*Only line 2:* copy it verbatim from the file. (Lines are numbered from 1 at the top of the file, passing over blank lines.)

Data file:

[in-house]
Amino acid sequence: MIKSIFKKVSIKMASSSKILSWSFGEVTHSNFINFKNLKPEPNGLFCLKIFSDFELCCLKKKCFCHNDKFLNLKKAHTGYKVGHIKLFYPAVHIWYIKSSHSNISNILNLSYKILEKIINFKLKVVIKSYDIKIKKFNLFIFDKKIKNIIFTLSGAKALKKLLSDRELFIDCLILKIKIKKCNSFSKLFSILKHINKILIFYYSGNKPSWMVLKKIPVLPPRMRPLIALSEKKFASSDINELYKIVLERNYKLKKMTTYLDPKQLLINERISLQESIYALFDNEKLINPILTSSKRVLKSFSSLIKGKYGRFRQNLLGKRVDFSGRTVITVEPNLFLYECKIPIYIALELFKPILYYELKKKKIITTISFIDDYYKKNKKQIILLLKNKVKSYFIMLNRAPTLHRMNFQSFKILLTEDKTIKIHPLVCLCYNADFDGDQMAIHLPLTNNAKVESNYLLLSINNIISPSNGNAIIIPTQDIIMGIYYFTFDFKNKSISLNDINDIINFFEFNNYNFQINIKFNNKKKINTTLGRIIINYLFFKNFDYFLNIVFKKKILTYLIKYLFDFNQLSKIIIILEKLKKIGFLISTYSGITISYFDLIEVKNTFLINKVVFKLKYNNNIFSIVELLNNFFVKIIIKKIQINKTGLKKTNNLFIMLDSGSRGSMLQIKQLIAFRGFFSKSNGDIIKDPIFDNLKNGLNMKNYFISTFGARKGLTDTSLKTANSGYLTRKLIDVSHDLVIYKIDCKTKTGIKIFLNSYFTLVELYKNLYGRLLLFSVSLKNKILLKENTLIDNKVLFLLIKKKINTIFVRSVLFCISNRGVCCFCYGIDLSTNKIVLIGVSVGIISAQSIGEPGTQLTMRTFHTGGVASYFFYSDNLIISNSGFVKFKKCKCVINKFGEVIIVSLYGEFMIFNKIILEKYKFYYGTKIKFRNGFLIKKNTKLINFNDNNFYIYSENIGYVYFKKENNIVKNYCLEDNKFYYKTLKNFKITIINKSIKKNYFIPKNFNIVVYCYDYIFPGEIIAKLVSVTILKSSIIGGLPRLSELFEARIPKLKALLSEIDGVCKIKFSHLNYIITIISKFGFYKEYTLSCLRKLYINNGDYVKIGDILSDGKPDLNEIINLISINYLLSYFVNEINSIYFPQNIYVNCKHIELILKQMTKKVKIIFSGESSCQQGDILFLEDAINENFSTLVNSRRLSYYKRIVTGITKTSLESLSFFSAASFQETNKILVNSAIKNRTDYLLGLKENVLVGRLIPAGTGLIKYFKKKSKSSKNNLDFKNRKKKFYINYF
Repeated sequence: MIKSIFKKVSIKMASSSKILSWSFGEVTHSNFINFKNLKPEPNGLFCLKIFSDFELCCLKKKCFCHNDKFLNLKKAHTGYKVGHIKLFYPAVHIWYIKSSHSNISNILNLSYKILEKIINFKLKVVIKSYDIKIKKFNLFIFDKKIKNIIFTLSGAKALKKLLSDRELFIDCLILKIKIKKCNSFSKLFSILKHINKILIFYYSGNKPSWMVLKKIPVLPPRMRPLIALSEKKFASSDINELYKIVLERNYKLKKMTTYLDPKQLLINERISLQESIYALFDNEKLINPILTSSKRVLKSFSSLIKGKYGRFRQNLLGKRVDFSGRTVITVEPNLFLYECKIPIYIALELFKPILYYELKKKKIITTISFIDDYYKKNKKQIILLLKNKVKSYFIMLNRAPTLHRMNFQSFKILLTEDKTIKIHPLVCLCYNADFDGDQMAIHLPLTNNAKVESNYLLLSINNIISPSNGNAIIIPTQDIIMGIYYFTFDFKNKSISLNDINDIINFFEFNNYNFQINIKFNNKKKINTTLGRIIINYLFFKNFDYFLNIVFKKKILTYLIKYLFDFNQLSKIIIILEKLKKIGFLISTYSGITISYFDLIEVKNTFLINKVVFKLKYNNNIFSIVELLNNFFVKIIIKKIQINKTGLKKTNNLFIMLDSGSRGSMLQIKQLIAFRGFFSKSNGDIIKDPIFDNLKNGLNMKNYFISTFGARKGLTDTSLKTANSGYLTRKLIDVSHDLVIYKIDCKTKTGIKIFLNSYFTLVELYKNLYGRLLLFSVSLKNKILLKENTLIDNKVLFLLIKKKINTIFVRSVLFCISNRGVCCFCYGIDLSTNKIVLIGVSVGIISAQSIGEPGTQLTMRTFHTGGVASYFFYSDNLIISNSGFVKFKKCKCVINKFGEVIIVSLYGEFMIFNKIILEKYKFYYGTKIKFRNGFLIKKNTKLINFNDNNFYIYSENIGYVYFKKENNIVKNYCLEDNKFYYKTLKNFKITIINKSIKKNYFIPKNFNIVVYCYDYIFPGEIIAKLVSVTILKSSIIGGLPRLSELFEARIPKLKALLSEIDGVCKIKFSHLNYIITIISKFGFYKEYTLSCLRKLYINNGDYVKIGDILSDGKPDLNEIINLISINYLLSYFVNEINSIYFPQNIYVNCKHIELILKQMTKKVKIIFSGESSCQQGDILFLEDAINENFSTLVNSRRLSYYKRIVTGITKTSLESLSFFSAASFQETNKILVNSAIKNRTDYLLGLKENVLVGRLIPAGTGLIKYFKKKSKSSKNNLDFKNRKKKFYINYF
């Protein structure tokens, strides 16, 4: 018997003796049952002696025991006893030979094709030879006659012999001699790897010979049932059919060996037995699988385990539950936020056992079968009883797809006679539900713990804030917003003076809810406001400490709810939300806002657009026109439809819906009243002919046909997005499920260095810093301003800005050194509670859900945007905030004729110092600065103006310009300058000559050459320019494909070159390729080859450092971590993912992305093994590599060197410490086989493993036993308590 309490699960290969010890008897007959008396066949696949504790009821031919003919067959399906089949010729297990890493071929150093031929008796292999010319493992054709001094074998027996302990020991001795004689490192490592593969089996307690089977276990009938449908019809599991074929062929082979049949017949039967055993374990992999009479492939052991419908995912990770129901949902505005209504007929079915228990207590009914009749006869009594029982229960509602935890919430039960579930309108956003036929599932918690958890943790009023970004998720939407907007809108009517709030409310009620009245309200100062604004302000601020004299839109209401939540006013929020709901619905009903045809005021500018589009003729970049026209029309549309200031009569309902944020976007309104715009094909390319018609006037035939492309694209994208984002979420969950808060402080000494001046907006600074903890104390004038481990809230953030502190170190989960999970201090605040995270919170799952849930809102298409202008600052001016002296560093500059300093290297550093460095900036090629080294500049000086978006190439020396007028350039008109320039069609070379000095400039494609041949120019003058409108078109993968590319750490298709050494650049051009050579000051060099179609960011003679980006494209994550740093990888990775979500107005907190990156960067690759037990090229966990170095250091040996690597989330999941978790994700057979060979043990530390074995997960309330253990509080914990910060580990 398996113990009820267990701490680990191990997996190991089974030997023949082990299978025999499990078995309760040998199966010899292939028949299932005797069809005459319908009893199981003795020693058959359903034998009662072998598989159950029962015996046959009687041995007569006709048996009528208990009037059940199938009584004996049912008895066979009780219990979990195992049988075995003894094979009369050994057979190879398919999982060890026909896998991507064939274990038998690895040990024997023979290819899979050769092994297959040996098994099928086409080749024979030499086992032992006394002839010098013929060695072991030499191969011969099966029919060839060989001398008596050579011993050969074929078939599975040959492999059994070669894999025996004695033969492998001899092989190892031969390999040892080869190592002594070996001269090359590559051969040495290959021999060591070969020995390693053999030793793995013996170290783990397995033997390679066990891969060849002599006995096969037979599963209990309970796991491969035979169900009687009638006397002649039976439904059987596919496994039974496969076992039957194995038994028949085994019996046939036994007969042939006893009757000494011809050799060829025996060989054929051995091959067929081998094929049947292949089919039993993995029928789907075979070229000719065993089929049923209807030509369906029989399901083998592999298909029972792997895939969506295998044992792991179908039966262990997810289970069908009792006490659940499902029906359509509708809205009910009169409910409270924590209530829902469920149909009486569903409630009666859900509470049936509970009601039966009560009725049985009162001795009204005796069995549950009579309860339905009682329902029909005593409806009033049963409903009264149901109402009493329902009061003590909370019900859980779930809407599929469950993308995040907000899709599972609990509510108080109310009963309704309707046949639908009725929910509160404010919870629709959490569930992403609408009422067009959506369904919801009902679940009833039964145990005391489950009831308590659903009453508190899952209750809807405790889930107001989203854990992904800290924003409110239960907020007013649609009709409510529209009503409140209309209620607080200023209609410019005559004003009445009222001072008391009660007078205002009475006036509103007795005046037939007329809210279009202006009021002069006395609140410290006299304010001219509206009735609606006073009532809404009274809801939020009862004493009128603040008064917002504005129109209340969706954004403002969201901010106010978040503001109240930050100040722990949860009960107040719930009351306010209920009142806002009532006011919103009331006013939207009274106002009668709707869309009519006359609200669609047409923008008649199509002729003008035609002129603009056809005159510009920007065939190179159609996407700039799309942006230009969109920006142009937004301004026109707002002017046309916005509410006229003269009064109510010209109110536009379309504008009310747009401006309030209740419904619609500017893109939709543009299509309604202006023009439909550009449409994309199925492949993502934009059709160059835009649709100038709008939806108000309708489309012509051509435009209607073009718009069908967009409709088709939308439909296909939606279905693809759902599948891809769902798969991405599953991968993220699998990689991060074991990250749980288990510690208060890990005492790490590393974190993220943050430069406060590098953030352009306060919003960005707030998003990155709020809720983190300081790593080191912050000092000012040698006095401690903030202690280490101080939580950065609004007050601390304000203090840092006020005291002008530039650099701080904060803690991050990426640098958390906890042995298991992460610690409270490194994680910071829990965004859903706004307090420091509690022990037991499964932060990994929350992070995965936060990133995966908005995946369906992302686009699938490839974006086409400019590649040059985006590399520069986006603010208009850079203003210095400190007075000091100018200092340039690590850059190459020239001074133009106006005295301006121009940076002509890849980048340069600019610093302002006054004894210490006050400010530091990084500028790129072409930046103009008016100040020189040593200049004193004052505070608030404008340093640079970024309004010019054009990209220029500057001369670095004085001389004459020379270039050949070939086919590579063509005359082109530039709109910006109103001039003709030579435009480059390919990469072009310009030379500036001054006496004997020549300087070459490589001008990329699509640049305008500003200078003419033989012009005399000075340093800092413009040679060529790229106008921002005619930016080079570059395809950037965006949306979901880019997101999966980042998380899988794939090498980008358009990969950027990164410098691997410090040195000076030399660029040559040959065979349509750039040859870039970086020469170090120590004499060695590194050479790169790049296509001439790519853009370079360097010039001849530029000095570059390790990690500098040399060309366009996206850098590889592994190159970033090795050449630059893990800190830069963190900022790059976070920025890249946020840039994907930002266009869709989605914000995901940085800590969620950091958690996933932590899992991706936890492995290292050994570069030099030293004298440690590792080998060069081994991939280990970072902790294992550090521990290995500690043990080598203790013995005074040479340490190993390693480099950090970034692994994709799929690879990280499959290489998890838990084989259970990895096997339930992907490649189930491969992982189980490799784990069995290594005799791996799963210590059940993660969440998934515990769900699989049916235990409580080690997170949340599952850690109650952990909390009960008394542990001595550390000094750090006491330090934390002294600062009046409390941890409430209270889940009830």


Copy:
Amino acid sequence: MIKSIFKKVSIKMASSSKILSWSFGEVTHSNFINFKNLKPEPNGLFCLKIFSDFELCCLKKKCFCHNDKFLNLKKAHTGYKVGHIKLFYPAVHIWYIKSSHSNISNILNLSYKILEKIINFKLKVVIKSYDIKIKKFNLFIFDKKIKNIIFTLSGAKALKKLLSDRELFIDCLILKIKIKKCNSFSKLFSILKHINKILIFYYSGNKPSWMVLKKIPVLPPRMRPLIALSEKKFASSDINELYKIVLERNYKLKKMTTYLDPKQLLINERISLQESIYALFDNEKLINPILTSSKRVLKSFSSLIKGKYGRFRQNLLGKRVDFSGRTVITVEPNLFLYECKIPIYIALELFKPILYYELKKKKIITTISFIDDYYKKNKKQIILLLKNKVKSYFIMLNRAPTLHRMNFQSFKILLTEDKTIKIHPLVCLCYNADFDGDQMAIHLPLTNNAKVESNYLLLSINNIISPSNGNAIIIPTQDIIMGIYYFTFDFKNKSISLNDINDIINFFEFNNYNFQINIKFNNKKKINTTLGRIIINYLFFKNFDYFLNIVFKKKILTYLIKYLFDFNQLSKIIIILEKLKKIGFLISTYSGITISYFDLIEVKNTFLINKVVFKLKYNNNIFSIVELLNNFFVKIIIKKIQINKTGLKKTNNLFIMLDSGSRGSMLQIKQLIAFRGFFSKSNGDIIKDPIFDNLKNGLNMKNYFISTFGARKGLTDTSLKTANSGYLTRKLIDVSHDLVIYKIDCKTKTGIKIFLNSYFTLVELYKNLYGRLLLFSVSLKNKILLKENTLIDNKVLFLLIKKKINTIFVRSVLFCISNRGVCCFCYGIDLSTNKIVLIGVSVGIISAQSIGEPGTQLTMRTFHTGGVASYFFYSDNLIISNSGFVKFKKCKCVINKFGEVIIVSLYGEFMIFNKIILEKYKFYYGTKIKFRNGFLIKKNTKLINFNDNNFYIYSENIGYVYFKKENNIVKNYCLEDNKFYYKTLKNFKITIINKSIKKNYFIPKNFNIVVYCYDYIFPGEIIAKLVSVTILKSSIIGGLPRLSELFEARIPKLKALLSEIDGVCKIKFSHLNYIITIISKFGFYKEYTLSCLRKLYINNGDYVKIGDILSDGKPDLNEIINLISINYLLSYFVNEINSIYFPQNIYVNCKHIELILKQMTKKVKIIFSGESSCQQGDILFLEDAINENFSTLVNSRRLSYYKRIVTGITKTSLESLSFFSAASFQETNKILVNSAIKNRTDYLLGLKENVLVGRLIPAGTGLIKYFKKKSKSSKNNLDFKNRKKKFYINYF